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Why Make Learning Fun?

by Sarah K Major February 04, 2016

Why Make Learning Fun?

There is a streak in me a mile wide that makes me thrive on making people laugh. Don’t get me wrong; I am definitely not stand up comic material! I don’t enjoy taking the stage and having the burden on me of making people laugh; feels too much like being in a dark interrogation room with bright tell-the-truth lights focused on me; in that situation, my mind blanks out and the spit dries in my mouth. However, some of the warmest memories I have are of making kids laugh while teaching them really dry stuff.

It’s very convenient for me that research shows that children form positive emotional biases towards educational topics if we take the time to make those teaching moments warm and friendly. I know, I know, I’ve been a frazzled teacher also. I know how much of a strain it can be at times just to get the paperwork done in preparation for teaching. I can hear someone out there right now groaning, “Oh, so I’m supposed to write lesson plans AND be engaging, too?”

But let’s give it a whirl. I think that just like any other skill, the more we practice, the more natural the process becomes. Being engaging while teaching might be a real pain at first, but once we begin thinking that way, ideas will flow more and more readily from our imaginations. And the outcome will be priceless for our kids.

How Can We Turn Dry Stuff into Fun Stuff?

Ok, so I’m trying to think of the driest topic I’ve ever had to teach. Let’s see. I think learning about fractions might rank up there pretty close to learning correct use of apostrophes. So how can we make that topic engaging?

Guidelines for Planning Your Engaging Lesson

  1. Use a story to explain elements of learning
  2. Relate each part of the lesson to known objects
  3. Act it out whenever possible
  4. Feel free to be ridiculous…kids love it

Story

To explain fractions, say, “You want to make cookies. You are going to work on a table. You store your baking tools under the table. How many baking tools do you have stored?” (show the following image)

Teaching fractions with images and stories

Children will answer “Seven.”

Say, “You decide to use a large bowl, a small measuring cup, and a large spoon. You put these on top of the table where you will be working.”

Ask, “How many of the seven tools you had stored will you use to make the cookies?” (show the following image)

Using stories and images to teach fractions

Children will answer, “Three.”

This story and these images will help a child understand the concept of what the number UNDER the line means as well as the number over the line in a fraction.

Notice in the illustration that we left gray placeholders for the tools the child will use to make cookies. The reason for this is that many children don’t understand that the number under the table signifies how many you have in all, while the number above the line signifies how many you will use. A common mistake children make is in removing items from under the table and reducing the bottom number by that many. So instead of making the fraction like this: 3/7, they would make ¾. Explain that you have to leave space under the table to replace the baking tools when you are finished and that the number under the table always represents how many tools you own in all.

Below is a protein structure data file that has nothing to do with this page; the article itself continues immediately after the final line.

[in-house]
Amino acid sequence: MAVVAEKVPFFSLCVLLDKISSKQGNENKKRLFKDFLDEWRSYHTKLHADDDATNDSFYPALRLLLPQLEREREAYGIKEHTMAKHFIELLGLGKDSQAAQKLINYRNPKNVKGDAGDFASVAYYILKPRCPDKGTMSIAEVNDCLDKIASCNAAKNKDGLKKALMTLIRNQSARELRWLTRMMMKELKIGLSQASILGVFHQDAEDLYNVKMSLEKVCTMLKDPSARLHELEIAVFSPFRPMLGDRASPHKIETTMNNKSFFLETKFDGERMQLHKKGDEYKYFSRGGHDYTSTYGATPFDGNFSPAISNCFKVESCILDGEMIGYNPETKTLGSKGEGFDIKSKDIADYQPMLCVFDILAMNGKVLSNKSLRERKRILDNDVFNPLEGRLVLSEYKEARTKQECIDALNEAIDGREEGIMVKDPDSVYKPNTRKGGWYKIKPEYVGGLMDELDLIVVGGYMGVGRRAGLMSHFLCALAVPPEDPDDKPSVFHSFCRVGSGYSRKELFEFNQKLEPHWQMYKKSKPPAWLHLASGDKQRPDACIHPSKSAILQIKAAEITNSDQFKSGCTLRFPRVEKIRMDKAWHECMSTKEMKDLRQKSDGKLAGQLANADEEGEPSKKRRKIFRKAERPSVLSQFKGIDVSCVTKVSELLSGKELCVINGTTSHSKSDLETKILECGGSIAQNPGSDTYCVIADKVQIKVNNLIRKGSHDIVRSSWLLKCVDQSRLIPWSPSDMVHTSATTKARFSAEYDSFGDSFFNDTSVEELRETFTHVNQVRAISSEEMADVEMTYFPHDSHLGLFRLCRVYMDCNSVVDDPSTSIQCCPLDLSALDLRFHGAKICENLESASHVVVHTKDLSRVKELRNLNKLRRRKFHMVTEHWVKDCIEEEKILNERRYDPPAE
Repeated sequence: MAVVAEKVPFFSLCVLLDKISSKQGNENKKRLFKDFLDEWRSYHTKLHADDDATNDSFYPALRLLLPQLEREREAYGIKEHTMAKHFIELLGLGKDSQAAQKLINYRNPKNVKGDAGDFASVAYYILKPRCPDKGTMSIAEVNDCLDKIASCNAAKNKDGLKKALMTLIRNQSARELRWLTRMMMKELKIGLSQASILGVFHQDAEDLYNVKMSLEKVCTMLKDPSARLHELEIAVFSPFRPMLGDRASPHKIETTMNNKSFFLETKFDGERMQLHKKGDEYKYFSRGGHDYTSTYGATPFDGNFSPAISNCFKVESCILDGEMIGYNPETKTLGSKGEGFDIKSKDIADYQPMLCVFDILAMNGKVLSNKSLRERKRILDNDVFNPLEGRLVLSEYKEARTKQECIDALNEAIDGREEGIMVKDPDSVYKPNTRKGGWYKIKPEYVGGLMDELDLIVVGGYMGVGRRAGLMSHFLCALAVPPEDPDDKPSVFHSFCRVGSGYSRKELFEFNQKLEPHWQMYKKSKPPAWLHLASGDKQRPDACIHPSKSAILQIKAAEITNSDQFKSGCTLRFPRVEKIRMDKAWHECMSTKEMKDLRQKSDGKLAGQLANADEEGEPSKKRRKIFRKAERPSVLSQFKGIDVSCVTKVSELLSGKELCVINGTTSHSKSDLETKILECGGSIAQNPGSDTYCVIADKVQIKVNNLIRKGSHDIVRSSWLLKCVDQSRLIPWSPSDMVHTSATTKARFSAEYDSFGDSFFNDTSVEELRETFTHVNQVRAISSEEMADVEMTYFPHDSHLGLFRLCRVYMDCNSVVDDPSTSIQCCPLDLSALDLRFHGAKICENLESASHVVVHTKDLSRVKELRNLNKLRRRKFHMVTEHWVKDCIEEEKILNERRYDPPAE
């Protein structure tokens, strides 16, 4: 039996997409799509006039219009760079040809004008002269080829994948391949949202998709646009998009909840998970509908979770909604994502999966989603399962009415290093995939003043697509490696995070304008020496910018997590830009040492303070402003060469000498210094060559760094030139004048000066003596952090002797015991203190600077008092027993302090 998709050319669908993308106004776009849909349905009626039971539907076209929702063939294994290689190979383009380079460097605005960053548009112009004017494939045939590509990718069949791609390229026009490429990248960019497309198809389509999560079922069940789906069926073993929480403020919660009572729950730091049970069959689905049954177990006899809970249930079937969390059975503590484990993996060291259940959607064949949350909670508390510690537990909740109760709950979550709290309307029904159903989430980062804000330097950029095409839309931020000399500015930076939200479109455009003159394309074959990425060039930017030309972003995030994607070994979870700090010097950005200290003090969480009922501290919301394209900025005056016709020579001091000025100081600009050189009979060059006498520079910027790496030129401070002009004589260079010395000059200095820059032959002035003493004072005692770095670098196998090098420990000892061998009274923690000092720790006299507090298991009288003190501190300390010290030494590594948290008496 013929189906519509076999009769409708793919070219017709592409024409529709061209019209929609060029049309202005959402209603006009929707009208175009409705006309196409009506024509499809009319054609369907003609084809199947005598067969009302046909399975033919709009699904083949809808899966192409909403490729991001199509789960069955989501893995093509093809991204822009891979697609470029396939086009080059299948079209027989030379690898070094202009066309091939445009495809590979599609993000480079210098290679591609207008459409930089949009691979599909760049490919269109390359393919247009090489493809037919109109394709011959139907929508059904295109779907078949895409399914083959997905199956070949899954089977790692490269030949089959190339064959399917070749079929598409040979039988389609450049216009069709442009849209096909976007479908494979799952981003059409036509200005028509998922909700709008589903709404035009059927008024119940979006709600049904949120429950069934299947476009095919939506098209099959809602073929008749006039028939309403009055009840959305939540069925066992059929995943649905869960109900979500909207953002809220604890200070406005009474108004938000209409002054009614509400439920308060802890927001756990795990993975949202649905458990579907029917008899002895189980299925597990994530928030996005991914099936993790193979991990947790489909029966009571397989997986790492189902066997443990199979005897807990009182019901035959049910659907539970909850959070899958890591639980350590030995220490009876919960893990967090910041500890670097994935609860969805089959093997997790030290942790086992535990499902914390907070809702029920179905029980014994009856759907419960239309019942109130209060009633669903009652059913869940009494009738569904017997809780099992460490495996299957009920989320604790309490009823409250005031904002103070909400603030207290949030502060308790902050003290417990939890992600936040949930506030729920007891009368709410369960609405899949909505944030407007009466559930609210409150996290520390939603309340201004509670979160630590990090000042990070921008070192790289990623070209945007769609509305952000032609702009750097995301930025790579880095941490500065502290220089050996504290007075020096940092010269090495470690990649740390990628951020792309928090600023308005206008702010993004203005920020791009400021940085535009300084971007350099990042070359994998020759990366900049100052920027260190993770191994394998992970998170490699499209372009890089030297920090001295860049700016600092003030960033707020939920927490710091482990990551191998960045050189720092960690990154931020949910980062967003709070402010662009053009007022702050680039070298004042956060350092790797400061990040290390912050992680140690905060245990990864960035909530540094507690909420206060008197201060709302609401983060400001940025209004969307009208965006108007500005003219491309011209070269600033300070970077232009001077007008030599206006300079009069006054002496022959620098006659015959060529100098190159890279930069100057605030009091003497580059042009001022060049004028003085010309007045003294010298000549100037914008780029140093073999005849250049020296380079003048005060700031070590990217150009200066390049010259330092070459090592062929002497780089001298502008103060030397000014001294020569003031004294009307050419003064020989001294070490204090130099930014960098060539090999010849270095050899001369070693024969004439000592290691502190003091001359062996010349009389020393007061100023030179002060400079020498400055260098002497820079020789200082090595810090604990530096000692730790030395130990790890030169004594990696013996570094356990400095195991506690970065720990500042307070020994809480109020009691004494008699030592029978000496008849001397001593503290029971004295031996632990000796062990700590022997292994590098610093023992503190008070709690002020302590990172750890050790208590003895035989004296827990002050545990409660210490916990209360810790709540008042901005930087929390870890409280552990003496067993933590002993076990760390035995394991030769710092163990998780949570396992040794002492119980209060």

For visual and tactile learners, using a story and visual such as this will help them understand and remember the concept of basic fractions. Of course, you can make the story funny by enumerating really goofy ingredients.

Try Acting It Out

Act out making fractions using a student desk, play dishes and plastic food. Put the dishes under one desk and make a fraction for how many dishes you have under the line and how many you will use over the line. Next, make a fraction using the plastic food. How many foods do you have in all? How many are you going to use in your soup?

Children love to use whiteboards and markers and make up their own fraction stories. A great follow-up to this lesson is to partner up the children and let them take turns making fraction stories. If you are working with only one child, take turns with her making up stories using real objects or drawing them as you tell the story.

 

Get your own copy of Right-Brained Fractions here!

 





Sarah K Major
Sarah K Major

Author

Sarah's absolute belief in every child’s ability to learn, and her passion to empower the child by supporting his/her own unique giftedness have fueled her life’s work and provided a new pathway for children to succeed academically.


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